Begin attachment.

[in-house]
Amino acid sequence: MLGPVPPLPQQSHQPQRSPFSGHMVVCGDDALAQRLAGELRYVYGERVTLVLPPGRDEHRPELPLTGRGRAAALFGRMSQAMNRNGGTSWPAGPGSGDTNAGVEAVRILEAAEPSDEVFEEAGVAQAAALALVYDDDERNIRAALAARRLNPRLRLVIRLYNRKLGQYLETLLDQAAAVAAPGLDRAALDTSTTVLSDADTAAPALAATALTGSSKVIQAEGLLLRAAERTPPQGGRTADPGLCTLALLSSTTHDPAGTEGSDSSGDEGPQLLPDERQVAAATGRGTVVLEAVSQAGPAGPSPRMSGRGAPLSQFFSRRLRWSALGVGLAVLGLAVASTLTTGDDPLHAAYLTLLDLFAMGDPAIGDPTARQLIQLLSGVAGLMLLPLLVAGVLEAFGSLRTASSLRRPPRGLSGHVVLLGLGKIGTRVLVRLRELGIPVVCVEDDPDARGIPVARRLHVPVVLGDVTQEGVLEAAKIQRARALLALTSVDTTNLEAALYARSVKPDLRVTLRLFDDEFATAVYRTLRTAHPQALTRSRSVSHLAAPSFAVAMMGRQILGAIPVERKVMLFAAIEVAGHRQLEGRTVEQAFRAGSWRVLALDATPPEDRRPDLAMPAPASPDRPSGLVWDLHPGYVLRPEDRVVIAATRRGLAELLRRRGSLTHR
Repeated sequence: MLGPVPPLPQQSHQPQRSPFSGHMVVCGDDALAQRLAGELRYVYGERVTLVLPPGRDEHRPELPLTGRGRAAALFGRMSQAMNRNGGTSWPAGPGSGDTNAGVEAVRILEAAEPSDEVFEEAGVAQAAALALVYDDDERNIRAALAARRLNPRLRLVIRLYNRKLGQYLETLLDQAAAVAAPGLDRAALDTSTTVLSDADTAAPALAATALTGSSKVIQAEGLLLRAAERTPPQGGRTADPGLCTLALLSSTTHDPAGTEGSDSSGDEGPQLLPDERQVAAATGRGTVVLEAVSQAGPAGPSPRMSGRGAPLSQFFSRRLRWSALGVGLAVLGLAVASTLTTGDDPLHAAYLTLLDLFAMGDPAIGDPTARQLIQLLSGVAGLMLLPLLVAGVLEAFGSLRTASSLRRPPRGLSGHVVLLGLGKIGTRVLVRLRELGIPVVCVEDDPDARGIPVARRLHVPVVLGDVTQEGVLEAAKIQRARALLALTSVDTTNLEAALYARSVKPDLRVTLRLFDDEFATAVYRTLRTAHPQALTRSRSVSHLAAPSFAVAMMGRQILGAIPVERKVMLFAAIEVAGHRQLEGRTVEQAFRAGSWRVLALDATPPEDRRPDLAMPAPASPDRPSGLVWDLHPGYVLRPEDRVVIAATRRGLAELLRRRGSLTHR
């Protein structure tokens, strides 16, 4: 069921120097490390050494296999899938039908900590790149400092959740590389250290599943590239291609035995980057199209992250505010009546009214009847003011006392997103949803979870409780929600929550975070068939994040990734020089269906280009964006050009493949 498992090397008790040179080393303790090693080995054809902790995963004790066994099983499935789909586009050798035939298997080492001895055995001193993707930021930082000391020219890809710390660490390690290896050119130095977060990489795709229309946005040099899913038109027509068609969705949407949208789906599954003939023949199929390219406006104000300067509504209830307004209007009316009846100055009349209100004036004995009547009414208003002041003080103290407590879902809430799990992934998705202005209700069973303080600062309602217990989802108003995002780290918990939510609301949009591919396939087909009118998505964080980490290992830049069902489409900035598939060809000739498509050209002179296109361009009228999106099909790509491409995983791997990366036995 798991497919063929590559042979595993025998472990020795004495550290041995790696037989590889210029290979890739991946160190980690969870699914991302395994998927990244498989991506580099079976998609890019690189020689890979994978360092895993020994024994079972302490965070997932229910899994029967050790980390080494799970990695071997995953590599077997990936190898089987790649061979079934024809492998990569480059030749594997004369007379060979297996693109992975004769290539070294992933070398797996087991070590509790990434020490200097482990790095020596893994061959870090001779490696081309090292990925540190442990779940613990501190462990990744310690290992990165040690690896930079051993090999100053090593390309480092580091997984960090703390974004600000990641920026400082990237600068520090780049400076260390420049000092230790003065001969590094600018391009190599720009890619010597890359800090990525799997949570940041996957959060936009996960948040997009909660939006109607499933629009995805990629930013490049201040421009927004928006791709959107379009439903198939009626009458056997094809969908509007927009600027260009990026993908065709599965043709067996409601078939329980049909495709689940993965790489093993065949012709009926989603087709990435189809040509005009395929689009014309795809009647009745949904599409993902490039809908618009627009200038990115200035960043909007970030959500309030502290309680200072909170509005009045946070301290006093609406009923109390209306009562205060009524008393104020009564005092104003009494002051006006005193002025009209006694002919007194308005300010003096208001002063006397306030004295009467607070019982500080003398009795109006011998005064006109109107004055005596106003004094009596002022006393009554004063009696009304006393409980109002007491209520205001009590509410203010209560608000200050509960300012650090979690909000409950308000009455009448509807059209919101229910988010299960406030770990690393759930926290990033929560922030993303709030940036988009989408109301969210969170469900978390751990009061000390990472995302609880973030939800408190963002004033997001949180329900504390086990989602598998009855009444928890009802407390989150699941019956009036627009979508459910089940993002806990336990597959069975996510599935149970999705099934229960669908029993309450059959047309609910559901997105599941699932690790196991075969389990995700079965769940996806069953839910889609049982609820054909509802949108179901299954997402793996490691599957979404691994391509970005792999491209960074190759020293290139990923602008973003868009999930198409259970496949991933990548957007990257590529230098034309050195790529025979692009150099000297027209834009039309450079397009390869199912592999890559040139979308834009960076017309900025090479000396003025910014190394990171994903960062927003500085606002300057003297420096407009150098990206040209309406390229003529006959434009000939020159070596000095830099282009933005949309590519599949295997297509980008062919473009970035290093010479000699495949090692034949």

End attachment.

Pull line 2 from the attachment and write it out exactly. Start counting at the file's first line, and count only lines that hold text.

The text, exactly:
Amino acid sequence: MLGPVPPLPQQSHQPQRSPFSGHMVVCGDDALAQRLAGELRYVYGERVTLVLPPGRDEHRPELPLTGRGRAAALFGRMSQAMNRNGGTSWPAGPGSGDTNAGVEAVRILEAAEPSDEVFEEAGVAQAAALALVYDDDERNIRAALAARRLNPRLRLVIRLYNRKLGQYLETLLDQAAAVAAPGLDRAALDTSTTVLSDADTAAPALAATALTGSSKVIQAEGLLLRAAERTPPQGGRTADPGLCTLALLSSTTHDPAGTEGSDSSGDEGPQLLPDERQVAAATGRGTVVLEAVSQAGPAGPSPRMSGRGAPLSQFFSRRLRWSALGVGLAVLGLAVASTLTTGDDPLHAAYLTLLDLFAMGDPAIGDPTARQLIQLLSGVAGLMLLPLLVAGVLEAFGSLRTASSLRRPPRGLSGHVVLLGLGKIGTRVLVRLRELGIPVVCVEDDPDARGIPVARRLHVPVVLGDVTQEGVLEAAKIQRARALLALTSVDTTNLEAALYARSVKPDLRVTLRLFDDEFATAVYRTLRTAHPQALTRSRSVSHLAAPSFAVAMMGRQILGAIPVERKVMLFAAIEVAGHRQLEGRTVEQAFRAGSWRVLALDATPPEDRRPDLAMPAPASPDRPSGLVWDLHPGYVLRPEDRVVIAATRRGLAELLRRRGSLTHR